Another famous start-up, set up within the field of food and financial technologies, is TabSquare. TabSquare’s [integrated restaurant management and customer engagement technology platform] is designed to help its clients manage prices and make payment using the same mobile device. This platform is already being used by some 100 restaurants, as well as 150 shops.
All these companies are far from producing the actual food, creating new meals or modernizing old and traditional ones. Nevertheless, this is exactly how the foodie revolution started in the West — through new services that drove interest and consumption of food. We want Meallions to inspire Asian food start-ups to experiment and unite the community around it.
While the foodie boom is starting to taper in Europe and the US, it is developing steadily, and in Singapore, this whole thing is yet to begin. There are so many preconditions for this city to become a food mecca. Russia is not lagging behind in this area either. One of the country’s leading international companies has launched a unique programme for food start-ups — business accelerator. Mabius, a centre for food start-ups, has become an operator of the food track. A total of 12 teams that came up tops at the finals of the selection process will be able to launch their products after three months of this acceleration programme, and these products will come up to a completely different scale.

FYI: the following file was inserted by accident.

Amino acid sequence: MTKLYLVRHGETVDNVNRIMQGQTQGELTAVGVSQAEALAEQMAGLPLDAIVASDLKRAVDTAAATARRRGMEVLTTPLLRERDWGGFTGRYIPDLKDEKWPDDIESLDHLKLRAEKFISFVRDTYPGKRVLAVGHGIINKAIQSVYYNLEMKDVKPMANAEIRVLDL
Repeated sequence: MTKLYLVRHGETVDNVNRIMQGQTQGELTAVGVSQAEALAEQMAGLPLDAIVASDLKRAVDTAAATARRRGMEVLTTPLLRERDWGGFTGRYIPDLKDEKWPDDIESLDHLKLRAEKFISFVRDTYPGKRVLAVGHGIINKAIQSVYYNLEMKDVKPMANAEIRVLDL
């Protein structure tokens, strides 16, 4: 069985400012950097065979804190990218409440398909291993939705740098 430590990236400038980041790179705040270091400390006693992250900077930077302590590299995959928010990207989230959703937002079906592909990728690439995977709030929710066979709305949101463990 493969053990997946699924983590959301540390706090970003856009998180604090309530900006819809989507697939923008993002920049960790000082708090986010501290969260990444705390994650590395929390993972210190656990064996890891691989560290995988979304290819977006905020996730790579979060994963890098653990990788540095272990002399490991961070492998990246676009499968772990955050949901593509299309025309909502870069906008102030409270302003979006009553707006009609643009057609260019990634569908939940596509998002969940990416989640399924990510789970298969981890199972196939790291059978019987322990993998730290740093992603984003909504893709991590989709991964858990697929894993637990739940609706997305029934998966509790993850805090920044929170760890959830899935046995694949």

We have received around 200 applications for participation, and healthy food products and concepts — including functional ones such as yoghurts with probiotics an zero sugar, energy capsules, healthy snacks with granola, sport drinks based on organic ingredients — rule the roost.
According to Euromonitor, the global market for health products such as organic or hypoallergenic ones was evaluated to be worth as much as US$38 billion in 2017. This reflects the global tendency towards leading healthier lifestyles and preventing illnesses by changing food consumption habits. Nowadays, around 30% of the world’s food companies invest in health products and this segment is growing much faster than the others.